I spent a few years after college taking classes at SVA in painting - trying to make up ground for technique work I felt I didn’t get in undergrad because my Psychology major really took up most of my time. Then, around 2009, I began my MFA at Rutgers. That experience was tough but so so helpful - the people I met and had the chance to work with. It challenged and changed me in many really great ways.
BW: What experience(s) or mentors have influenced you?
CH: Traveling to Rome in 2005 and completing my MFA in 2011 - both of those events solidified my passion and inner desire to dedicate my life to making art. Mentors of great significance were Hanneline Rogeberg, Marc Handleman, Wendy White, and Tom Nozkowski at Rutgers. In 2010 John Yau took a small group of us to studio visits in Brooklyn, we spent time at Kathy Bradford’s studio and that was the start of a friendship and mentorship that continues to be helpful for me.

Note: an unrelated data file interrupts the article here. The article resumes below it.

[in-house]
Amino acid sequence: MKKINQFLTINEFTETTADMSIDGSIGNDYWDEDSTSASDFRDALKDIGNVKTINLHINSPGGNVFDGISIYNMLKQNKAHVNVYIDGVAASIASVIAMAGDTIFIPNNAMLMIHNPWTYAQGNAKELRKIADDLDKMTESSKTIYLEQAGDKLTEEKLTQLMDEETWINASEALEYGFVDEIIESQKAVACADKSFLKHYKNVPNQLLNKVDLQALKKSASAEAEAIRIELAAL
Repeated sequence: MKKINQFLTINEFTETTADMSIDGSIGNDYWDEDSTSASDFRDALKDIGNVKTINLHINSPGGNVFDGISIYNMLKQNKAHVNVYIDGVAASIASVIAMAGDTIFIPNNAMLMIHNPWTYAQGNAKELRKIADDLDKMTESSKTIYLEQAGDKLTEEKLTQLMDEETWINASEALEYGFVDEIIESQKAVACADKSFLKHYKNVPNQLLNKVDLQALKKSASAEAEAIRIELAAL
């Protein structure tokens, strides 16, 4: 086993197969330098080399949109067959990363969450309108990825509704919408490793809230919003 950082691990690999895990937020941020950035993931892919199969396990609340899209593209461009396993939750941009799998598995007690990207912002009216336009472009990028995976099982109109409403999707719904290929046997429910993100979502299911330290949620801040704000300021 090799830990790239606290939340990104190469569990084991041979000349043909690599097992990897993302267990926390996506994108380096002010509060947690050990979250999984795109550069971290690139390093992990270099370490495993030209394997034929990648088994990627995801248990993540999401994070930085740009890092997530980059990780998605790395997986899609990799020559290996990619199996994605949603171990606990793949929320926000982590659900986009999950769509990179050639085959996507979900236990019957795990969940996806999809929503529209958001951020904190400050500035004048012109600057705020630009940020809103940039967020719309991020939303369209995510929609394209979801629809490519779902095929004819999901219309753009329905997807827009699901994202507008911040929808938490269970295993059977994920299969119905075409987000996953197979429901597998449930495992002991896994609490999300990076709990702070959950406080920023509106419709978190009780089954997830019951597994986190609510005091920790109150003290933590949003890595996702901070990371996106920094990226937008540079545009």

I remember after a studio visit with Wendy White in graduate school thinking to myself that I could really do this, It just hit me and I never looked back. Seeing working artists with families, lives and success is important for young artists - they need to see that it is possible, and that you can have a rich and full life with art being the center of your drive.
BW: Who inspires you?